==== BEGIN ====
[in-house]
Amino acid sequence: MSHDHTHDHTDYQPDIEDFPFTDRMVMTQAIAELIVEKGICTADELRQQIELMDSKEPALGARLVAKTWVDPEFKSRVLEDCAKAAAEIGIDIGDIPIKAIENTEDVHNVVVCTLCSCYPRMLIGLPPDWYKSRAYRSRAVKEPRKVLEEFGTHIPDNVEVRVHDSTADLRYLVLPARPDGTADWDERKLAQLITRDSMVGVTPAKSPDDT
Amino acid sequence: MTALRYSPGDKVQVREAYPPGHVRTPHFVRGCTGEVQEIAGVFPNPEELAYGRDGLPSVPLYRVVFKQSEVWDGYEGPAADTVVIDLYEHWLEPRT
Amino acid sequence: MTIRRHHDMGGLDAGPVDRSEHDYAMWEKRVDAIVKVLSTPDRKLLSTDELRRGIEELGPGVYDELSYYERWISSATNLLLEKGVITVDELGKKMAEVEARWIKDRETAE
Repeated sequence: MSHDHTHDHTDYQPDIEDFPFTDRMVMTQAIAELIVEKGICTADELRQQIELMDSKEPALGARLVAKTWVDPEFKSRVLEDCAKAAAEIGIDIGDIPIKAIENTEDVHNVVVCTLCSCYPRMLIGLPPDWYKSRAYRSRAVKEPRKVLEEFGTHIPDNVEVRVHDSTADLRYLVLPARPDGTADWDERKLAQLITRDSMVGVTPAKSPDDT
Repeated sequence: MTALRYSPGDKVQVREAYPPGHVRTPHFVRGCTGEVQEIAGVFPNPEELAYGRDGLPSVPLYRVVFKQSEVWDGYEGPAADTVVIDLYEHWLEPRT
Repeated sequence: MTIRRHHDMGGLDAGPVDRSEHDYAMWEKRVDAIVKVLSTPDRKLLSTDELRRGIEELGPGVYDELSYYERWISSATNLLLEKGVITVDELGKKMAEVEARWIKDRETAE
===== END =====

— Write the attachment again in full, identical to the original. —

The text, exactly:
[in-house]
Amino acid sequence: MSHDHTHDHTDYQPDIEDFPFTDRMVMTQAIAELIVEKGICTADELRQQIELMDSKEPALGARLVAKTWVDPEFKSRVLEDCAKAAAEIGIDIGDIPIKAIENTEDVHNVVVCTLCSCYPRMLIGLPPDWYKSRAYRSRAVKEPRKVLEEFGTHIPDNVEVRVHDSTADLRYLVLPARPDGTADWDERKLAQLITRDSMVGVTPAKSPDDT
Amino acid sequence: MTALRYSPGDKVQVREAYPPGHVRTPHFVRGCTGEVQEIAGVFPNPEELAYGRDGLPSVPLYRVVFKQSEVWDGYEGPAADTVVIDLYEHWLEPRT
Amino acid sequence: MTIRRHHDMGGLDAGPVDRSEHDYAMWEKRVDAIVKVLSTPDRKLLSTDELRRGIEELGPGVYDELSYYERWISSATNLLLEKGVITVDELGKKMAEVEARWIKDRETAE
Repeated sequence: MSHDHTHDHTDYQPDIEDFPFTDRMVMTQAIAELIVEKGICTADELRQQIELMDSKEPALGARLVAKTWVDPEFKSRVLEDCAKAAAEIGIDIGDIPIKAIENTEDVHNVVVCTLCSCYPRMLIGLPPDWYKSRAYRSRAVKEPRKVLEEFGTHIPDNVEVRVHDSTADLRYLVLPARPDGTADWDERKLAQLITRDSMVGVTPAKSPDDT
Repeated sequence: MTALRYSPGDKVQVREAYPPGHVRTPHFVRGCTGEVQEIAGVFPNPEELAYGRDGLPSVPLYRVVFKQSEVWDGYEGPAADTVVIDLYEHWLEPRT
Repeated sequence: MTIRRHHDMGGLDAGPVDRSEHDYAMWEKRVDAIVKVLSTPDRKLLSTDELRRGIEELGPGVYDELSYYERWISSATNLLLEKGVITVDELGKKMAEVEARWIKDRETAE